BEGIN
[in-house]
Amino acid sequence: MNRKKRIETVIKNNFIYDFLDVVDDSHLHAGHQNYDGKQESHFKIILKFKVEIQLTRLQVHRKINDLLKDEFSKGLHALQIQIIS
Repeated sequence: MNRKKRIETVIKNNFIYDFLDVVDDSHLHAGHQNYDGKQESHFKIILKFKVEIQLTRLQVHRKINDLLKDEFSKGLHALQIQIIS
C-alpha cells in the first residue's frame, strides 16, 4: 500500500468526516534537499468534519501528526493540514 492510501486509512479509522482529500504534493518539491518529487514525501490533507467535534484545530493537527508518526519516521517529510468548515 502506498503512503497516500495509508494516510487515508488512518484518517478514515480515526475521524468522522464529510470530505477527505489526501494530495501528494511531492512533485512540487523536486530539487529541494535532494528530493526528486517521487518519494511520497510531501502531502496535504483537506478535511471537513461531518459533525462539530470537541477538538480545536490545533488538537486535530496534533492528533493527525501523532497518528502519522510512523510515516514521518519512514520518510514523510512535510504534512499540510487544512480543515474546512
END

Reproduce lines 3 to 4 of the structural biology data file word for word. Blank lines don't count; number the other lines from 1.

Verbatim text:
Repeated sequence: MNRKKRIETVIKNNFIYDFLDVVDDSHLHAGHQNYDGKQESHFKIILKFKVEIQLTRLQVHRKINDLLKDEFSKGLHALQIQIIS
C-alpha cells in the first residue's frame, strides 16, 4: 500500500468526516534537499468534519501528526493540514 492510501486509512479509522482529500504534493518539491518529487514525501490533507467535534484545530493537527508518526519516521517529510468548515 502506498503512503497516500495509508494516510487515508488512518484518517478514515480515526475521524468522522464529510470530505477527505489526501494530495501528494511531492512533485512540487523536486530539487529541494535532494528530493526528486517521487518519494511520497510531501502531502496535504483537506478535511471537513461531518459533525462539530470537541477538538480545536490545533488538537486535530496534533492528533493527525501523532497518528502519522510512523510515516514521518519512514520518510514523510512535510504534512499540510487544512480543515474546512